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Food Hub

As Local Food Demand Grows Nationally, Tahoe Food Hub Looks to Expand

May 19, 2016 |
Photo courtesy Tahoe Food Hub.

Photo courtesy Tahoe Food Hub.

Susie Sutphin started with five farms and five chefs, delivering produce in a refrigerated van she found on Craigslist. Today from her base in Alpine Meadows, CA, the Tahoe Food Hub connects 35 growers with nearly 60 buyers, all within a 100-mile radius of the town.

Through the Sierra Agroecology Center, another branch of the the food hub, the organization teaches community members how to grow their own food with techniques adapted to the local mountain climate at the Truckee Community Farm. They have bees, chickens and the Growing Dome, a geodesic greenhouse with raised beds and small aquaponics system. Read More

Crowdfunding Tomatoes: Technology Platform Allows Consumers to Fund Produce

April 26, 2016 |
ProduceRun stand. Photo courtesy of ProduceRun.

ProduceRun stand. Photo courtesy of ProduceRun.

ProduceRun co-founder and president William Pattison is no stranger to farming. His family has worked the land for four generations.

“ProduceRun started on our own family farm,” Pattison says. “We wanted a better way to be found, sell and distribute our farm products to the public. I feel that our technology can make a real difference for farmers, making it easier for them to do business, and creating easier access for buyers.” Read More

Despite Visibility Challenges, National Survey Bullish on the Future of Food Hubs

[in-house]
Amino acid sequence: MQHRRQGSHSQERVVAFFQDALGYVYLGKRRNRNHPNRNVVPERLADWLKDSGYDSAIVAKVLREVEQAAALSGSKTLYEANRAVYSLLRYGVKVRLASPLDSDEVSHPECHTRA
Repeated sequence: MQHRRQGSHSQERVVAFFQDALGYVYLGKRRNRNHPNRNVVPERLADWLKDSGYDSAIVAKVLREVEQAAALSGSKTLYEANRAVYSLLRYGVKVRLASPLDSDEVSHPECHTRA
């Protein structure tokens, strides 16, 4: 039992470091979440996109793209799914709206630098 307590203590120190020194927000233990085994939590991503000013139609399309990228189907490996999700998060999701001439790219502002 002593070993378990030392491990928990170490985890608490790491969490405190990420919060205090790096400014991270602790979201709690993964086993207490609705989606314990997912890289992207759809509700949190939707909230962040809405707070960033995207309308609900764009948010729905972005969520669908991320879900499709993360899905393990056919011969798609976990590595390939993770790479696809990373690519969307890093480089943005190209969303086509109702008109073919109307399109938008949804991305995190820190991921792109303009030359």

February 3, 2016 |
Harvest is in full swing at Manakintowne Specialty Growers in Virginia, where Jo Pendergraph and her family raise specialty produce for a local food hub. A recently-released National Food Hub Survey shows optimism about the future viability of food hubs. (USDA photo)

Harvest is in full swing at Manakintowne Specialty Growers in Virginia, where Jo Pendergraph and her family raise specialty produce for a local food hub. A recently-released National Food Hub Survey shows optimism about the future viability of food hubs. (USDA photo)

Three out of four food hubs in the United States are breaking even or turning a profit. One out of three food hub operators are women, and one out of five are people of color. These statistics and more were revealed in a recently-released National Food Hub Survey.

The 2015 survey, conducted by the Michigan State University Center for Regional Food Systems and the Wallace Center at Winrock International, came on the heels of a similar survey in 2013. More than 150 food hubs were included in the study, which was designed to identify food hub economic growth patterns.

“The survey shows some positive trends,” says John Fisk, director of the Wallace Center. “Food hubs are emerging and are growing revenue, and continue to be opportunities for small farmers.”

Fisk, along with Jeff Farbman of Winrock International and Rich Pirog and Jill Hardy, both of Michigan State University, spoke about the survey via a webinar conducted by the National Good Food Network. Read More

Muskegon County, Michigan Completes Food Hub Feasibility Study, Gets USDA Funding

January 26, 2016 |

Muskegon County, Michigan is one step closer to getting a food hub after completing a feasibility study conducted in partnership by Morse Marketing Connections and Cherry Capital Foods, an established food hub located in Traverse City.

In a study conducted in 2015 by County Health Rankings, Muskegon ranked 65 out of 82 for Health Behaviors, which includes factors such as adult obesity and food environment index (economic status and access to consistent sources of healthy food). That’s partly because Muskegon is a food desert. Read More